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Rethinking rehabilitation after percutaneous coronary intervention: a protocol of a multicentre cohort study on continuity of care, health literacy, adherence and costs at all care levels (the CONCARDPCI)

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DOI

  • CONCARD Investigators
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INTRODUCTION: Percutaneous coronary intervention (PCI) aims to provide instant relief of symptoms, and improve functional capacity and prognosis in patients with coronary artery disease. Although patients may experience a quick recovery, continuity of care from hospital to home can be challenging. Within a short time span, patients must adjust their lifestyle, incorporate medications and acquire new support. Thus, CONCARDPCI will identify bottlenecks in the patient journey from a patient perspective to lay the groundwork for integrated, coherent pathways with innovative modes of healthcare delivery. The main objective of the CONCARDPCI is to investigate (1) continuity of care, (2) health literacy and self-management, (3) adherence to treatment, and (4) healthcare utilisation and costs, and to determine associations with future short and long-term health outcomes in patients after PCI.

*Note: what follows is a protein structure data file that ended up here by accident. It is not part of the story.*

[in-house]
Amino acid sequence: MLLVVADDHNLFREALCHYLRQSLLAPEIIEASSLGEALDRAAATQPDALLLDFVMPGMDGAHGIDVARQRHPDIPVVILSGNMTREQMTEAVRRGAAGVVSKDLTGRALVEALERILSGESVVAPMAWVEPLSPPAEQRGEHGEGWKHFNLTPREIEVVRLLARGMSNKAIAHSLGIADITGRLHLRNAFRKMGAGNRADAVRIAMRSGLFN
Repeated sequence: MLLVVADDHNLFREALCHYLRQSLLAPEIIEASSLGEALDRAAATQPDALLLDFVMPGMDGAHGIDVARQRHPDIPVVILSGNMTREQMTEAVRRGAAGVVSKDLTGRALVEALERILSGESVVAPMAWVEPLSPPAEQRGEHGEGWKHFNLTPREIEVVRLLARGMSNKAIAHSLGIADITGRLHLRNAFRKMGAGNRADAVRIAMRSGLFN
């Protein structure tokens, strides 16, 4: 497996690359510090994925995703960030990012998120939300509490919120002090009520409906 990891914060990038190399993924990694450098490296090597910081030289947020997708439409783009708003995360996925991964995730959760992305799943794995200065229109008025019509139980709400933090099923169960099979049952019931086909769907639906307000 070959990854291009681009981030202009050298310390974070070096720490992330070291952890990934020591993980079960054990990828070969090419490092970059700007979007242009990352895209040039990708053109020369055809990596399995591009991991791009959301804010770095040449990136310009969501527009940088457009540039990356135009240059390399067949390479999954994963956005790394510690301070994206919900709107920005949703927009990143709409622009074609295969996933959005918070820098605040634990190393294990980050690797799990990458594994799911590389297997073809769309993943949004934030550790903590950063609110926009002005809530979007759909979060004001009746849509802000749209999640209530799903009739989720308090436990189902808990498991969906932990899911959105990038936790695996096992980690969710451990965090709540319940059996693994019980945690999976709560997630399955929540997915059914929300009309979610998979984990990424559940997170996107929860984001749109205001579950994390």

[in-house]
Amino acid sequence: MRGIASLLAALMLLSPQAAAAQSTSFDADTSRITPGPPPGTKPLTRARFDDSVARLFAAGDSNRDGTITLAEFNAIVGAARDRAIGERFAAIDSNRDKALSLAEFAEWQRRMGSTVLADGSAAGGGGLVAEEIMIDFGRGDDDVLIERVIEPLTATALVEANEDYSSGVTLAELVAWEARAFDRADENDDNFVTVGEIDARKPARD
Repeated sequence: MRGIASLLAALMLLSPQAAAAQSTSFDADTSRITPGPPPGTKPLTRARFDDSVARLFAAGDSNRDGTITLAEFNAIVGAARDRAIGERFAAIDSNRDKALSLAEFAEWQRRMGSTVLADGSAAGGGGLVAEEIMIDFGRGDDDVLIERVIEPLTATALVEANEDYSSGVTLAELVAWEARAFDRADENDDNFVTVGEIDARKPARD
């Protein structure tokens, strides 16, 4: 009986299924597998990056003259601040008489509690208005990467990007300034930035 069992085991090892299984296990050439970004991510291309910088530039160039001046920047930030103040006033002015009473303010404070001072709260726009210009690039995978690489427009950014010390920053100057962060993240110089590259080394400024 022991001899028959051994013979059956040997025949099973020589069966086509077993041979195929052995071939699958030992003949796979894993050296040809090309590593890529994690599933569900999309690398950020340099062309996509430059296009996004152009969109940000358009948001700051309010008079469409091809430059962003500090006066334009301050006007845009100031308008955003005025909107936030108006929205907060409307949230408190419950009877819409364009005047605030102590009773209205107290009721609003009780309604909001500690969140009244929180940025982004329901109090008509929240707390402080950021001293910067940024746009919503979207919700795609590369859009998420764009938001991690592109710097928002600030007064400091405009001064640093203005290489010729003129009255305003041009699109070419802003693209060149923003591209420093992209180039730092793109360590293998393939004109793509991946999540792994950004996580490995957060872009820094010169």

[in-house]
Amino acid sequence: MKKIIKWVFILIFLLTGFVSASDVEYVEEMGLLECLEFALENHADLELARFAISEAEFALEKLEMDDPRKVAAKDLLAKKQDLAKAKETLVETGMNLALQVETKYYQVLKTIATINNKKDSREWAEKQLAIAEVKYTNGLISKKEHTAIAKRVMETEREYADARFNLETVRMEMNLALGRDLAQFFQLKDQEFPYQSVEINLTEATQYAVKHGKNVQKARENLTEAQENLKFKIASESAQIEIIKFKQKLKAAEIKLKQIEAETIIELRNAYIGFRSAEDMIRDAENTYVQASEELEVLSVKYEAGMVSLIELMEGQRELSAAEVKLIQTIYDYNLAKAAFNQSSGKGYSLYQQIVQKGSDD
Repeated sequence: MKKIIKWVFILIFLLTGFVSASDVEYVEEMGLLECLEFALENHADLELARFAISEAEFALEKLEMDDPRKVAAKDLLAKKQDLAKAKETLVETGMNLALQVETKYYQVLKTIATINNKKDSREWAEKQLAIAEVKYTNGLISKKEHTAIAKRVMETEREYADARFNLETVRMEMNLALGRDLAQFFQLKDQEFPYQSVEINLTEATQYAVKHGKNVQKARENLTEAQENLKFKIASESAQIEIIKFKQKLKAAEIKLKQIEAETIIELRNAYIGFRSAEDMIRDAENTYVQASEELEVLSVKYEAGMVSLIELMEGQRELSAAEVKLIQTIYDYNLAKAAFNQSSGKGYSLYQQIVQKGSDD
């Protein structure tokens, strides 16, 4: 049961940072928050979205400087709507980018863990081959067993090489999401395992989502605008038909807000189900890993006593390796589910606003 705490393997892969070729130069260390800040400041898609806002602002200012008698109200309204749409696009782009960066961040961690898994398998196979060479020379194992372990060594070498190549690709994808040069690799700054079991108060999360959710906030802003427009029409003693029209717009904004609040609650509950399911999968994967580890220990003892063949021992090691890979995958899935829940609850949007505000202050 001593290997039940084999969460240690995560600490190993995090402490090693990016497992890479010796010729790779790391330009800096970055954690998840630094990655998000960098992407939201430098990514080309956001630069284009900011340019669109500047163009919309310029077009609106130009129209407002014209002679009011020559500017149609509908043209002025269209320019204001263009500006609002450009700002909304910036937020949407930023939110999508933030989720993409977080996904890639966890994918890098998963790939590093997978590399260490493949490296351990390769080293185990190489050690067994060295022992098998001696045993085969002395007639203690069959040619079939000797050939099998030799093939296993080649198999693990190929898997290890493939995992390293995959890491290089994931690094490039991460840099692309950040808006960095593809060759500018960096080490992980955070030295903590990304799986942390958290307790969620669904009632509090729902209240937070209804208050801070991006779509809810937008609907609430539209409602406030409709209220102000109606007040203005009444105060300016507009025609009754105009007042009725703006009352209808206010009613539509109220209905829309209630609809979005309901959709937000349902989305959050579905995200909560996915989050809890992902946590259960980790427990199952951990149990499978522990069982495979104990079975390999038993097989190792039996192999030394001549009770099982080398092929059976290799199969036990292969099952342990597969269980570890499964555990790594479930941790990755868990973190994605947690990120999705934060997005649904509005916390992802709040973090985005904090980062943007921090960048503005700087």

METHODS AND ANALYSIS: This prospective multicentre cohort study organised in four thematic projects plans to include 3000 patients. All patients undergoing PCI at seven large PCI centres based in two Nordic countries are prospectively screened for eligibility and included in a cohort with a 1-year follow-up period including data collection of patient-reported outcomes (PRO) and a further 10-year follow-up for adverse events. In addition to PROs, data are collected from patient medical records and national compulsory registries.

ETHICS AND DISSEMINATION: Approval has been granted by the Norwegian Regional Committee for Ethics in Medical Research in Western Norway (REK 2015/57), and the Data Protection Agency in the Zealand region (REG-145-2017). Findings will be disseminated widely through peer-reviewed publications and to patients through patient organisations.

TRIAL REGISTRATION NUMBER: NCT03810612.

OriginalsprogEngelsk
TidsskriftBMJ Open
Vol/bind10
Udgave nummer2
Sider (fra-til)e031995
ISSN2044-6055
DOI
StatusUdgivet - 12 feb. 2020

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© Author(s) (or their employer(s)) 2020. Re-use permitted under CC BY-NC. No commercial re-use. See rights and permissions. Published by BMJ.

ID: 59452515